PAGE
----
South Africa at historic crossroads
By Cees Bruggemans, Chief Economist of FNB.
For the past forty years, South Africa has tried, at times desperately, to maintain the higher growth performance that the 1950s and 1960s post-WW2 world seemed to promise, even ordain.
Yet the country was already for generations irrevocably committed to a confrontation that would take it through military, financial, economic and social purgatory from which it would only slowly start to re-emerge post-1994.
Meanwhile, the post-WW2 golden period of global high growth came to a crashing end in the swamps of Vietnam and its excessive US defence spending, the soaring rhetoric of the Great Society and its excessive US social promises, in an era where nobody wanted to lift the US tax burden.
And thus global imbalances deepened, currencies became unstable, inflation soared, fixed investment became hesitant, growth and employment faltered, and South Africa lost an important long-term Western prop, despite short-lived support from precious metal windfalls.
During South Africa’s spell of self-induced purgatory for most of the 1970s, 1980s and early 1990s the world didn’t stand still.
Japan continued its relentless advance, subsequently joined by the four South East Asian Tigers in their economic take-off.
China made its historic turn in the late 1970s, joined by Russia and Eastern Europe in the late 1980s (imposing a decade-long adjustment burden on Western Europe). And India did so from the mid-1990s.
The world thus changed out of recognition while we were mostly otherwise engaged back home, economically stagnant and using up our physical, human capital and financial resources.
When South Africa re-emerged post-1994 in a by then far more acceptable new political format, it felt challenged by its poor economic showing (and the heightened expectations of its populace and newly invigorated political elite).
And thus the search for the Holy Grail of fast economic growth started anew.
What had escaped one bunch of nationalists, engaged as they were in political cul-de-sacs, so the new bunch was about to experience as they considered an ideological detour reminiscent of earlier mid-20th century detours by other countries overseas that had led nowhere except deeper into societal stasis.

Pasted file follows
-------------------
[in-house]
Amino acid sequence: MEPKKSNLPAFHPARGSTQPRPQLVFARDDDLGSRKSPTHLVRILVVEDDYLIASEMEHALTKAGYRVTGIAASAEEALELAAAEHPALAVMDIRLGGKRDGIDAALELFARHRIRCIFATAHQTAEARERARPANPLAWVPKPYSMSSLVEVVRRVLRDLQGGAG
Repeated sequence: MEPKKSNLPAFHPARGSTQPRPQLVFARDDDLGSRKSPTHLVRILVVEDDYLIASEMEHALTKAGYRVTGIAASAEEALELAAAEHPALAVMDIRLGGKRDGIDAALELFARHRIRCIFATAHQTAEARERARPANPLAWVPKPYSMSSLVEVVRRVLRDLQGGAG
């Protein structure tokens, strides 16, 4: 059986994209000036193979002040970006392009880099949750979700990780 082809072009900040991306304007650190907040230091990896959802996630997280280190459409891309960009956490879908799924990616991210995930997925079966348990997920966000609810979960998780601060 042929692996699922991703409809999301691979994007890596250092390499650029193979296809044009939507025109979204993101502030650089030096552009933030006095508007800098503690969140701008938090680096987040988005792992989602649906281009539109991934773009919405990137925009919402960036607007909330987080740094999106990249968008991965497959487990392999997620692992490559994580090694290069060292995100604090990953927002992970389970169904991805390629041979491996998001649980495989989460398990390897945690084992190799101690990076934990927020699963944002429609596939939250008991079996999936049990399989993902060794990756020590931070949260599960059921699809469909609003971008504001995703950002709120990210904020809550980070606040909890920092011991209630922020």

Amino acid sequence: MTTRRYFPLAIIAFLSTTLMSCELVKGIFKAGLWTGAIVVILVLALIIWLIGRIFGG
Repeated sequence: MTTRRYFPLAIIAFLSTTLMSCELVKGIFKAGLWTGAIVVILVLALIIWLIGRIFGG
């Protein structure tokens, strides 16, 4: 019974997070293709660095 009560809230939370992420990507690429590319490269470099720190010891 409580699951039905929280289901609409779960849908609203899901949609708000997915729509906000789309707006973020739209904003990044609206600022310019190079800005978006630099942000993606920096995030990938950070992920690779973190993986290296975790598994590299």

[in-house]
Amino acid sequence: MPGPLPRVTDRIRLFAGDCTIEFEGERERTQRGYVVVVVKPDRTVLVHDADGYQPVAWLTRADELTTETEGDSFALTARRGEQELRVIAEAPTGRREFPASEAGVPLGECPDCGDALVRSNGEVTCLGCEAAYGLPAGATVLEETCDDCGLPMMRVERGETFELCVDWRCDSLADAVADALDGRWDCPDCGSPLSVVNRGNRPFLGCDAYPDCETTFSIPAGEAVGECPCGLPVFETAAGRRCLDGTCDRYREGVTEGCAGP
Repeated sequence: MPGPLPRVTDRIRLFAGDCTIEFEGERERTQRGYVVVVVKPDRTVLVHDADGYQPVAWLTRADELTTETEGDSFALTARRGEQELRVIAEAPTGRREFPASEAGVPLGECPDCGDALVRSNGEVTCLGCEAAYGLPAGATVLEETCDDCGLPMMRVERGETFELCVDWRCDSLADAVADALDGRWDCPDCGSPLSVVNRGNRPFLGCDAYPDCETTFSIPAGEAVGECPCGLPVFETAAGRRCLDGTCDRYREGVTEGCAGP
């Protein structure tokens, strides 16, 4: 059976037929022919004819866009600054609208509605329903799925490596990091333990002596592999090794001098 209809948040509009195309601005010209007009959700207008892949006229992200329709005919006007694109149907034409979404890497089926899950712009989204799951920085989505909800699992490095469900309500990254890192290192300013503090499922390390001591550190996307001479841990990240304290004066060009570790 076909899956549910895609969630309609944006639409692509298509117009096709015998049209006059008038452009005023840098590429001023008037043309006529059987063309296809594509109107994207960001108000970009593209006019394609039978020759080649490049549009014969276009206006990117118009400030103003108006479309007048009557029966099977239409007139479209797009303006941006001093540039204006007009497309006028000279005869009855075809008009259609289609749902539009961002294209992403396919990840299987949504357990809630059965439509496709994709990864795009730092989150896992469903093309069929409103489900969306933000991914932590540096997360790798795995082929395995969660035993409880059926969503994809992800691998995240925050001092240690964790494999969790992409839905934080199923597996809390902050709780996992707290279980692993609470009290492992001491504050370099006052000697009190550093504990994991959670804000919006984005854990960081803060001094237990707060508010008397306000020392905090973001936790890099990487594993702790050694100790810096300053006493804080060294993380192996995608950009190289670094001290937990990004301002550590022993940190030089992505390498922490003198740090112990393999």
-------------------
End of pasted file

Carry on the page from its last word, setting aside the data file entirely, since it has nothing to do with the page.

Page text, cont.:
This fate was ultimately prevented by a new crew of quick-thinking technocrats ultimately in tune with the outside world. And so we progressed quickly to GEAR, which eventually was superseded by Asgissa.
The essence of these economic blueprints was to grow fixed investment and exports more while also fully catering to household consumption and the growing new middle and worker classes and providing more generous safety nets for the many poor, redistributing the growth dividend as we evolved.
Yet it was an eclectic approach that did too little to really push public sector fixed investment and efficient social service delivery. It also did not fully succeed in boosting private business confidence, finding new export opportunities, containing the consumptive urge while boosting saving, thus making possible a faster, more self-contained growth path than what actually happened.
Aside of short windfall-driven episodes, South Africa remained a mediocre 3.5% growth performer. It did not discover within itself the magic to transform towards 5%, 7% or even higher AVERAGE growth performances as so clearly Japan and the South East Asian Tigers had done earlier and China and India have been playing out daily this past decade.
This is where we found ourselves when the curtain went up on the Greatest Financial Disaster in History in 2007.
Thankfully we just skirted this disaster, though not without a temporary export collapse and the discovery that our household consumption, saving, credit and housing behaviours had also progressed too far along American lines and had to be reigned in.
Meanwhile, our public sector had apparently lost its will to push infrastructure development hard, our private business sector had lost some of its inner confidence, becoming again much more defensive, while apparently many of our new political class more than ever felt the need to push for the fruits of redistribution rather than supporting selfishly the cause of growth.
And thus after a short, speculatively-driven consumption boom during 2005-2007 and short sharp recession of 2009, we find ourselves newly perched on the 3%-3.5% growth trajectory, with a significant loss of growth drivers and focused purpose.